This post is based on a podcast with JD Prater. If you’d like to listen to more #FlipMyFunnel Podcast episodes, you can check them out here and listen to this episode below!
JD and I talked about why Quora needs to be part of any marketer’s arsenal.
Here’s what we’re unpacking today:
- From Quora Believer to Quora Evangelist
- How an Evangelist Measures Success
- Why Marketers Need to Take Quora Seriously
- Sangram’s Summary
- JD’s Challenge
From Quora Believer to Quora Evangelist
In Prater’s earlier life at AdStage, he participated in a pilot program of Quora advertising where he got to know the platform very well.
His agency got great advertising results that were cheaper than Google, Facebook, and LinkedIn. AdStage did a case study with them, then a webinar, and a podcast, and the relationship strengthened over the next year and a half.
When Quora realized that they needed an evangelist to help with the storytelling to marketers and advertisers, Prater’s experience with performance-based marketing made him a natural fit.
How an Evangelist Measures Success
Prater sees evangelism at the center of the Venn diagram of three traditional roles:
- Content marketing – written material (blogs, FAQs, answering questions on Quora, product descriptions, etc.)
- Demand gen. – outreach through podcasts, white papers, conferences
- Brand marketing – storytelling
Why Marketers Need to Take Quora Seriously.
Quora is growing in size (300+ million monthly visitors) which should be enough to put it on the radar of most marketers. But quantity isn’t the real reason to commit to Quora, quality is.
Because it is centered around answering questions, Quora’s visitors show very high intent. They are in the middle of a knowledge journey, perhaps all the way down the sales funnel to the decision point. This makes Quora a place where marketers can reach their personas at their most influenceable moment.
People come to Quora to research, learn, and share knowledge which makes it a very different audience from platforms like Facebook.
According to Quora research, 62% of B2B buyers want more insights from thought leaders and analysts, and they will spend around three hours a week looking for it.
Marketers also need to be in Quora because it focuses on demand-driven questions about a topic. You can see your audience’s concerns and put your company’s thought leadership in that space. You want to be seen as the answer to your prospect’s problems.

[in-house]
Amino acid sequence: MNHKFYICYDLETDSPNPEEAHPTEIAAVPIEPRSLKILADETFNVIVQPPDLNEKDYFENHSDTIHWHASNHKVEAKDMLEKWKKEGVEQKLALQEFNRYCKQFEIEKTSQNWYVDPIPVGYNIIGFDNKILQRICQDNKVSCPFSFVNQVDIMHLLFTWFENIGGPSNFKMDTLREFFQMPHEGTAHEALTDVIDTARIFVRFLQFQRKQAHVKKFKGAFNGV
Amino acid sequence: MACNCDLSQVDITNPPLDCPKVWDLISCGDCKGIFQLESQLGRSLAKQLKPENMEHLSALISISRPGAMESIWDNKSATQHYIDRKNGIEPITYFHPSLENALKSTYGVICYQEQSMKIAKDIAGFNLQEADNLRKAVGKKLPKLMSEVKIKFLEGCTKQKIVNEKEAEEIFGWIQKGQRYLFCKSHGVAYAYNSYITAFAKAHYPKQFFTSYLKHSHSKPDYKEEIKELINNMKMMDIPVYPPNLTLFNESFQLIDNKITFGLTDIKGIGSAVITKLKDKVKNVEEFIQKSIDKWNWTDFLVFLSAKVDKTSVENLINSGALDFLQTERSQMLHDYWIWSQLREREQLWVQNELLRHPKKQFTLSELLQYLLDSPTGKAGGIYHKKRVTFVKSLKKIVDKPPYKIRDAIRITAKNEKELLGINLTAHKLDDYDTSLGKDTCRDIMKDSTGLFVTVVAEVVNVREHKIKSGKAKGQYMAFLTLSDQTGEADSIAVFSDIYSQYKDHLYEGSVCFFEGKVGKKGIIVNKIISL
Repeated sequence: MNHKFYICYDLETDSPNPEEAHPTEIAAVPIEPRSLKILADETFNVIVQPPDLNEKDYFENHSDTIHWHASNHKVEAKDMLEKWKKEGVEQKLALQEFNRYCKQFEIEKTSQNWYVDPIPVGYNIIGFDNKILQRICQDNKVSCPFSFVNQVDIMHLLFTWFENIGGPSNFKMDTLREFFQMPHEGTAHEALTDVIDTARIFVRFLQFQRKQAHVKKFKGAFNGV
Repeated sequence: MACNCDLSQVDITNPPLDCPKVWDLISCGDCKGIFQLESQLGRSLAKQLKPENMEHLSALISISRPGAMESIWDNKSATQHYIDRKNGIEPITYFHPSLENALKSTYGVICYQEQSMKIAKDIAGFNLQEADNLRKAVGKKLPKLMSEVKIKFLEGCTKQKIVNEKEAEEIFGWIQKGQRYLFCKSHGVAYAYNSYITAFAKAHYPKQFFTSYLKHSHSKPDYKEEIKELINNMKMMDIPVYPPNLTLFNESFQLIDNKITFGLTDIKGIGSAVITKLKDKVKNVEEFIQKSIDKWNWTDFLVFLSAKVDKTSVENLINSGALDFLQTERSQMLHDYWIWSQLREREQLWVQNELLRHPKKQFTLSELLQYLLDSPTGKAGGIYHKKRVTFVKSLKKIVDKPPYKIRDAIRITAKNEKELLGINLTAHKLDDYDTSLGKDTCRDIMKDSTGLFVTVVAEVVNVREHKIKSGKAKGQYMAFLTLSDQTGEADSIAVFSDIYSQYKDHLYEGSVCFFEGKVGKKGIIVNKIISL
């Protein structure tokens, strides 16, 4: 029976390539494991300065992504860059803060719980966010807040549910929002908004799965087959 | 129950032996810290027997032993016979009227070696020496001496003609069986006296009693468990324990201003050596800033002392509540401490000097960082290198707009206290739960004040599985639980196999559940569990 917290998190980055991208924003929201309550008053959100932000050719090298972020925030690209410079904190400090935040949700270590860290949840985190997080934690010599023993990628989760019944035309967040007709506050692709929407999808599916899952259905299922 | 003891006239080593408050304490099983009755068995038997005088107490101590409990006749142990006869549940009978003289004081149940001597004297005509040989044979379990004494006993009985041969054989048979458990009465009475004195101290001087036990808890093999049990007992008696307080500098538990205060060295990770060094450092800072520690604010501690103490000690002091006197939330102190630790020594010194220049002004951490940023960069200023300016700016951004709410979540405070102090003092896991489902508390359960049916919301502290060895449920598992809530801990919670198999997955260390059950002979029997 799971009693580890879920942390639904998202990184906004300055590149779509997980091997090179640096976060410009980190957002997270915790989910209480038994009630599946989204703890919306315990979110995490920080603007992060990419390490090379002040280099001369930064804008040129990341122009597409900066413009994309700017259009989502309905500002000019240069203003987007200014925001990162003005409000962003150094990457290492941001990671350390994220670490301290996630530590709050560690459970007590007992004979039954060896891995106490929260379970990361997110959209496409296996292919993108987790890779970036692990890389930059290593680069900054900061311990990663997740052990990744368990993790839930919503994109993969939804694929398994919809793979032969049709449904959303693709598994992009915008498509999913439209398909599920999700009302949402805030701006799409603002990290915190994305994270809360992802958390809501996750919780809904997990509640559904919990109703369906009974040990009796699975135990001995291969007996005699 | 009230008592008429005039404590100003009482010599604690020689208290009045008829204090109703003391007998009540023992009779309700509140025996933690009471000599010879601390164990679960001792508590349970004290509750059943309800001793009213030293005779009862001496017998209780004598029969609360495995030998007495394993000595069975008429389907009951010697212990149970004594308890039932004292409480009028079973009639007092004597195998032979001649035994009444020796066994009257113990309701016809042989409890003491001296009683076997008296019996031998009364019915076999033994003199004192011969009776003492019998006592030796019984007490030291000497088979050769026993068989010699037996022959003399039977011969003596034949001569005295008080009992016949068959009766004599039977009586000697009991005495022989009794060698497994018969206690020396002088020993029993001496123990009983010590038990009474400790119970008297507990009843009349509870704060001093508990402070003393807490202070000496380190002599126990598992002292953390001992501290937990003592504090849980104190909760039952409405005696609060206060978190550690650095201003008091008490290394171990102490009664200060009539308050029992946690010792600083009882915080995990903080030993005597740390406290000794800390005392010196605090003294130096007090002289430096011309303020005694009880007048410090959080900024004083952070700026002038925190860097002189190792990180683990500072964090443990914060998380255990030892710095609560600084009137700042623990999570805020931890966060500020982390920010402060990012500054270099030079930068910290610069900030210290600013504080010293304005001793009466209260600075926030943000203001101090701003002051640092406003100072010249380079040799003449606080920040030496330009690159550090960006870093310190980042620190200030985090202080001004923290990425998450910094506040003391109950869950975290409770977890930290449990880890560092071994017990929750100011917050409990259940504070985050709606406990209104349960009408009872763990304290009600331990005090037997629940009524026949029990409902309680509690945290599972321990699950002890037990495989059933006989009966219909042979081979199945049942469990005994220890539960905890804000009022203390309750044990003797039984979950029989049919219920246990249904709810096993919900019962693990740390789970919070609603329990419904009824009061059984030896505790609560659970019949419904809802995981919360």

Quora creates a space where the specific question can be answered by those with specific, sometimes product-specific, knowledge that your team can deliver to a larger audience who is hungry for it. It is hard to overestimate the sales value of this.
This high intent content is why Quora has high domain authority in search engine results. Quora can help your company’s SEO strategy.
Number one, think about the content that you create as a marketer, as a sales team. Is that content high intent for your audience? People care about something like Quora, because there’s a high intent audience. They are in it because they want answers.
When you look at the content you have created, is it thought leadership with deep insights, or something that a reader is more likely to scan?
The second big idea, is that most marketing executives want to establish their organization’s audience. To be successful, you either need to partner with other thought leaders, or by yourself create deep, intentional content.
If 62% or more people are looking for insights, you need to be creating content that is worth going deep into.
I’m going to do that myself.
I’m gonna be a little bit selfish in my challenge. It’s go answer a question on Quora.
Some people are scared to put it out there and to be vulnerable with their answer. So I’m gonna say give value, and give graciously.
Go find a really high intent question that you want to be a part of.